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Origami: a history on the art of paper folding

By Heather Protz Subscribe to RSS | March 9th 2012 | Views:

Origami is an art form. It is the art of folding paper into figurines of any shape or form. The word origami means ‘folding paper’ in Japanese-‘oru’ means to fold and ‘kami’ means paper. Despite its Japanese name, the art began in China in the first or second century where paper was first invented. Subsequently, it migrated to Japan where Origami originally took shape.

However, the art of paper folding went on simultaneously in China, but under a different name. Traditional Chinese paper folding is called as Zhen Zhi and it is used to make paper figurines of inanimate objects such as boats or hats. At the same time, there are evidences of paper folding being practiced in European countries such as Spain during the fifth or sixth century. The art of paper folding was introduced as a part of the curriculum in Germany during the nineteenth century in kindergartens.

Japanese origami or just Origami involves folding paper to represent not only still life forms or inanimate objects. Origami art includes can be used to fold paper objects that can move. In ancient Japan, Origami was extensively used as presents or for wrapping them. It was custom for the Samurai to wrap pieces of dried fish or meat, Origami style and gift it as a token of good luck. This was called noshi. To newlyweds, a pair of swans was gifted wishing them everlasting love and a happy married life. Sometimes, Shinto wedding gifts included two glasses of sake or rice wine wrapped in the form of butterflies called as mecho or nocho.

In early times, during the sixth century, paper was scarce and expensive. Origami was practiced only in the rich societies. Later on, the Japanese produced a special kind of paper called as Washi. Washi is different from normal paper made from wood pulp in a way that it is tougher and it is manufactured from rice, hemp or the bark of the gampi tree. Gradually, washi was used in many art forms like flower arrangement, calligraphy, origami etc.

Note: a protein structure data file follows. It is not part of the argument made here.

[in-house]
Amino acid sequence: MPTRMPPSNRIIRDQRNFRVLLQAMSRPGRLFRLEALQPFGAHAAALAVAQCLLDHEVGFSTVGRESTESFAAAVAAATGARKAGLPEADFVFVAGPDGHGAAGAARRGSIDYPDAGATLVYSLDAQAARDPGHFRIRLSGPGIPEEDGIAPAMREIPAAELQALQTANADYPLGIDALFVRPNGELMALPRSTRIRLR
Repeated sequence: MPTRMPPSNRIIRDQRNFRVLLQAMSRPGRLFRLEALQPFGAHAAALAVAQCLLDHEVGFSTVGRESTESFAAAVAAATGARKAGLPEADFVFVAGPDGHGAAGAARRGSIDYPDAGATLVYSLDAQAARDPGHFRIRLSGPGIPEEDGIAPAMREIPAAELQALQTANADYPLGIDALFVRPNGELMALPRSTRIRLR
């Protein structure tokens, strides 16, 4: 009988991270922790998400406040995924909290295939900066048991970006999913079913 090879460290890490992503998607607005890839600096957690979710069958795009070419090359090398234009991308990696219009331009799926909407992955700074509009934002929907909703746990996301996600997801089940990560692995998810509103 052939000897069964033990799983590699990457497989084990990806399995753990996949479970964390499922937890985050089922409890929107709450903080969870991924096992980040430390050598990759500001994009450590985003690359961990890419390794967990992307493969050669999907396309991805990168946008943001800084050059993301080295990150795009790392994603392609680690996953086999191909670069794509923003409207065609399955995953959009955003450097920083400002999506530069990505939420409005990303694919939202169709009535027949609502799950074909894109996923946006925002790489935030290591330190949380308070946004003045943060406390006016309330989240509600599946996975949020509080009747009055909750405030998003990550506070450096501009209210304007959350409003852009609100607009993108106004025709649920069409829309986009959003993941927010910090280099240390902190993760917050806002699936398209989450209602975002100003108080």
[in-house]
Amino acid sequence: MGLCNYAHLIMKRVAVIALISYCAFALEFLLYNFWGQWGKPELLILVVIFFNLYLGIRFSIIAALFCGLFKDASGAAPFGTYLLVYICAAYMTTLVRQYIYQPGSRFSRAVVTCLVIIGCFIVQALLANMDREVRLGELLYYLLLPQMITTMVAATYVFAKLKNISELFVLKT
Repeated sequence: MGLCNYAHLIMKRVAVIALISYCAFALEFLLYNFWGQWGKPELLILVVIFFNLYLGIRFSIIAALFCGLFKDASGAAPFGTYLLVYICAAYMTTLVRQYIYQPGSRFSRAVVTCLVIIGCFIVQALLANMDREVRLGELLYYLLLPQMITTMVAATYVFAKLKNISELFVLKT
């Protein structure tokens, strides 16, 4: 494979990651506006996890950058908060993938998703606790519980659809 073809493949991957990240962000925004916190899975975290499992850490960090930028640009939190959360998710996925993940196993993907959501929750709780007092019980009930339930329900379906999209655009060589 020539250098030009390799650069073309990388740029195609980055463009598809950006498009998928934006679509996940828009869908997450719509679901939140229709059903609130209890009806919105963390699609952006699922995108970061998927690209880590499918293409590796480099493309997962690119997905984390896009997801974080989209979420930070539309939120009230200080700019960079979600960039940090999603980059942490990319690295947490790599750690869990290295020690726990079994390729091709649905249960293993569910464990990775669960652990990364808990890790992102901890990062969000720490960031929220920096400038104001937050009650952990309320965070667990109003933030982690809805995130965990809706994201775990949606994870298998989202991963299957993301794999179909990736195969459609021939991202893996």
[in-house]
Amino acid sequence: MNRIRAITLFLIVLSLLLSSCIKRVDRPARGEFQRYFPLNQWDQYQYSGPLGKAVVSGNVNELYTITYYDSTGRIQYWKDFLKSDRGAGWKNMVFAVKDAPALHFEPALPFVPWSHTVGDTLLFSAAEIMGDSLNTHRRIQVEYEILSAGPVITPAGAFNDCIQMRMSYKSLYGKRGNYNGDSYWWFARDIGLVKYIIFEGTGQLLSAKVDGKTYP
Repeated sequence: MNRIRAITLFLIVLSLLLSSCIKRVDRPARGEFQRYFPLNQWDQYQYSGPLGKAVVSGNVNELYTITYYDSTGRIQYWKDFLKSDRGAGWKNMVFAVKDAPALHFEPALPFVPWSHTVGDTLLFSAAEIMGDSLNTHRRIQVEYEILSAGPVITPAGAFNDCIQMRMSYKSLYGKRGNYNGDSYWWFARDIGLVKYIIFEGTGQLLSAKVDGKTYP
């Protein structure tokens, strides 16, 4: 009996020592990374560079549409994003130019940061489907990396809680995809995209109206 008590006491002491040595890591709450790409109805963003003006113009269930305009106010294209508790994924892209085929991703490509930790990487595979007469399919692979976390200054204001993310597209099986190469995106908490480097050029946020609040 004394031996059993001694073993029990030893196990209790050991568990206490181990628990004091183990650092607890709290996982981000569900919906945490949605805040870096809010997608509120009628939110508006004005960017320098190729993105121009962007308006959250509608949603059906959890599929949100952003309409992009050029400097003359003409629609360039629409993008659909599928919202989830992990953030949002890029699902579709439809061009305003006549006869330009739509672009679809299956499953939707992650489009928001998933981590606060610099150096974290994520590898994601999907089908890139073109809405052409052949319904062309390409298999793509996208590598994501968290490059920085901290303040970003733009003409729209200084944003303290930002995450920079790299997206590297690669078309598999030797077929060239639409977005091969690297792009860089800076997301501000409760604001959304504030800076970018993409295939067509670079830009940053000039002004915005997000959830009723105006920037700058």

The substitution of washi instead of traditional Chinese paper in Origami popularized the art form. Washi was cheap and durable and the poor could afford it. Till then, there were no written instructions on Origami. Origami was transmitted through oral renditions. After that, Japanese clans and nobles started instigating etiquettes and protocols to Origami. The Japanese loved their gift wrapping and the noshi and nocho were compulsorily used as ornaments in gift wrapping. This was used as a proof authenticity or originality.

Even though speculations still exist on the origin of Origami, the Japanese deserve full credits to the development of the art form to such an extent. It was only during the eighteenth century that detailed instructions were recorded systematically on folding paper. Evidently, paper folding was first documented in the book titled Senbazuru Orikata (folding 1000 cranes). The Japanese believe that folding 1000 cranes will fulfill their wishes.

The modern forms of origami were developed by Yoshizawa Akira in the 1900’s. He along with Sam Rendlett created origami symbols that immensely simplified origami in a way in which it can be taught and further led to its development. He was the master-mind behind present day origami techniques and the creator of the wet folding method. The wet folding method involves folding the paper in smooth curves and blunt shapes rather than making objects with sharp edges.

In the nineteenth century, origami enthusiasts worldwide started viewing it from a mathematical and technical perspective. This gave rise to the folding of paper into complex and remarkable shapes. Master paper folders in the world today are capable of producing intricately designed objects. Origami design has varied applications. It reduces stress, it has a great educational value and the concept is used in many technical industries.

Origami is an excellent hobby for people of all age groups. Origami master pieces from the ancient history are preserved in museums worldwide. Origami has gained wide popularity even in the Western world. With regards to this reason, traditional origami is taught online and reaches many across the seas. The availability of cheap Internet through great offers like Xfinity Deals has made it even more possible. In spite of its blurry past, Origami has become an irreplaceable part of the Japanese package.

Heather Protz - About Author:
Heather is a cheery, enthusiastic college student. As an education major, she likes to research about the best suited learning methods. She is interested in cooking, pottery, creative visualization, and like all other teenagers surfs the Internet purchased via Xfinity Deals

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